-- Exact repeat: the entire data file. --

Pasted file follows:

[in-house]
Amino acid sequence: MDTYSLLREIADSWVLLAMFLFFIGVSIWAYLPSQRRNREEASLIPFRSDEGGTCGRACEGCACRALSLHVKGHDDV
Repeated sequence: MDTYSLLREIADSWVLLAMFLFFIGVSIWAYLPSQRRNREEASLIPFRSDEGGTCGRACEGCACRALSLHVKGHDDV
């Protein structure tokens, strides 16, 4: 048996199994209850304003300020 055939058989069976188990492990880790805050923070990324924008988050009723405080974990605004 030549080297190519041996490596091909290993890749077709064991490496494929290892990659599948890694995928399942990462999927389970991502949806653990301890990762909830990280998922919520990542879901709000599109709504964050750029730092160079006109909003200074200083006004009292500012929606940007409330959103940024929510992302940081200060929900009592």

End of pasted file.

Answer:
[in-house]
Amino acid sequence: MDTYSLLREIADSWVLLAMFLFFIGVSIWAYLPSQRRNREEASLIPFRSDEGGTCGRACEGCACRALSLHVKGHDDV
Repeated sequence: MDTYSLLREIADSWVLLAMFLFFIGVSIWAYLPSQRRNREEASLIPFRSDEGGTCGRACEGCACRALSLHVKGHDDV
């Protein structure tokens, strides 16, 4: 048996199994209850304003300020 055939058989069976188990492990880790805050923070990324924008988050009723405080974990605004 030549080297190519041996490596091909290993890749077709064991490496494929290892990659599948890694995928399942990462999927389970991502949806653990301890990762909830990280998922919520990542879901709000599109709504964050750029730092160079006109909003200074200083006004009292500012929606940007409330959103940024929510992302940081200060929900009592």